BOOK REVIEW: LUDLOW, P., Interperspectival Content (Oxford University Press, 2019, 272 pages.)*

FILIPE MARTONE About the author


In this review, I present and discuss the main aspects of Peter Ludlow's theory of interperspectival contents.

Indexicality; Perspectival contente; Philosophy; of language; Information; Action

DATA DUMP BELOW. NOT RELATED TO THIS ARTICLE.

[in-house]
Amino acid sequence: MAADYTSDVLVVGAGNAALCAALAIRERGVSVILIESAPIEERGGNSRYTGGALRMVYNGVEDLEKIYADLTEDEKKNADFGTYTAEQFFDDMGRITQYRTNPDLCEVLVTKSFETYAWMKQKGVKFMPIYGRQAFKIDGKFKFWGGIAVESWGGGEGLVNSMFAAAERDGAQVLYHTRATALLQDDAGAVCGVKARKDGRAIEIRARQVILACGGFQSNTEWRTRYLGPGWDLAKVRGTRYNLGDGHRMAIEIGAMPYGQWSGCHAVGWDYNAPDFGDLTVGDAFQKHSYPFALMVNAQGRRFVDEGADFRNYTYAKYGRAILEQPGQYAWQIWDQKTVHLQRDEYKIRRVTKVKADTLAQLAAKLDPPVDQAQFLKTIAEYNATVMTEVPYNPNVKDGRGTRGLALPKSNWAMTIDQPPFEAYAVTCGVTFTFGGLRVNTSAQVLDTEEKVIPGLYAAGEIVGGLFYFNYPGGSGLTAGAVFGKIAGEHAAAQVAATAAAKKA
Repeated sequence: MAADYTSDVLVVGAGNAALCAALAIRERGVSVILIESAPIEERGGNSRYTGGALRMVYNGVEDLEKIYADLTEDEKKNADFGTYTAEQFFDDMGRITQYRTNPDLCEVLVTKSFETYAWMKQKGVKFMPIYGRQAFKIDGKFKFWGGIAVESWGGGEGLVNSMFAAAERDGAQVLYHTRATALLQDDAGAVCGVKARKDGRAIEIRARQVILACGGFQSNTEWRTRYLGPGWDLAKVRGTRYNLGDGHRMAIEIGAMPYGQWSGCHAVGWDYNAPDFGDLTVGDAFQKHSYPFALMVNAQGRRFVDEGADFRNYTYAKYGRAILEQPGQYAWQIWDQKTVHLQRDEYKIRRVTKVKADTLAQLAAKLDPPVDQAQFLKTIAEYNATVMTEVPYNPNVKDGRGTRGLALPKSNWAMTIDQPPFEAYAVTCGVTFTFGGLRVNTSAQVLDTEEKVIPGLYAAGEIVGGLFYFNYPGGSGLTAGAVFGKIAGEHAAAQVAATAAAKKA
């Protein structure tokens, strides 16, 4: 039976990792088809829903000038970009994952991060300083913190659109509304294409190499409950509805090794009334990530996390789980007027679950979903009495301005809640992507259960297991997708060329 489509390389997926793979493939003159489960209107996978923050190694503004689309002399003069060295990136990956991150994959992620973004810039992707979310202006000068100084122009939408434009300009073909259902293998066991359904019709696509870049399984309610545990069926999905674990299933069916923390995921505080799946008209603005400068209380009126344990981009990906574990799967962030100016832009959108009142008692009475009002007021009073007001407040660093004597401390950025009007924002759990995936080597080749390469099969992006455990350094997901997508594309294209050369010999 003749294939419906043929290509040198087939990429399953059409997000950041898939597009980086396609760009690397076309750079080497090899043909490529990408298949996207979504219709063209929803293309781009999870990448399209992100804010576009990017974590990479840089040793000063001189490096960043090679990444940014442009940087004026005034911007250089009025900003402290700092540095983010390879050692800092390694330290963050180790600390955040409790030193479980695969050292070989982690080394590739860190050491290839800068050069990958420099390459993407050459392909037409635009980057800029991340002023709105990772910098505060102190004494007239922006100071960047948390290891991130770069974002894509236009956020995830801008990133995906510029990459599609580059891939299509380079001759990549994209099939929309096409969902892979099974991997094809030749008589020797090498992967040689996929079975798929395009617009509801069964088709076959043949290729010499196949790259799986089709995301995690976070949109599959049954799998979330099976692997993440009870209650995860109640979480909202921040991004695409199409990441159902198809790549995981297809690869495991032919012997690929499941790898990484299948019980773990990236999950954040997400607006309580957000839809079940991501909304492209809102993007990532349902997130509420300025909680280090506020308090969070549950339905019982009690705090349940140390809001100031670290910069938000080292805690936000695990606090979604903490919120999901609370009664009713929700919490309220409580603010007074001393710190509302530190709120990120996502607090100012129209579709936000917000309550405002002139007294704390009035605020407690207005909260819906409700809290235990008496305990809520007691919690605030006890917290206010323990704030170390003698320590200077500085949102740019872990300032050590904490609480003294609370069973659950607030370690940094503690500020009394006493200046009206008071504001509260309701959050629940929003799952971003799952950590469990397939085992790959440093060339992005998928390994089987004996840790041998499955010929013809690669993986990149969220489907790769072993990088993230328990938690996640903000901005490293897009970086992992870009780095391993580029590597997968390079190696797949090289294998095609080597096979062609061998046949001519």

Peter Ludlow’s most recent book is a systematic defense and exploration of what he calls interperspectival contents. Such contents are a sui generis kind of content expressed in language by tense and indexical expressions. They are essentially perspectival, and they cannot be eliminated or reduced to non-perspectival contents. Moreover, the ‘inter’ in ‘interperspectival’ means they are not subjective, private things: they are shared across agents situated in different perspectives. According to Ludlow, reality is shot through with such contents, from language and thought to computation and the flow of information, and they are needed to explain a number of phenomena, including intentional action, rule-following and the passage of time. In a sense, then, Ludlow’s new book is the perfect antithesis to Cappelen & Dever (2013CAPPELEN, H., AND DEVER, J., 2013. The Inessential Indexical. Oxford: Oxford University Press.). He makes a comprehensive case that perspectivality is not merely philosophically interesting, but also that it runs as deep as basic physics (Ch. 8). The book is ambitious, broad-ranging and interdisciplinary, and it would be impossible to discuss all of its contents in a short review. For this reason, I concentrate on the main points of his theory (laid out in the first three chapters) and try to spell them out in a bit more detail.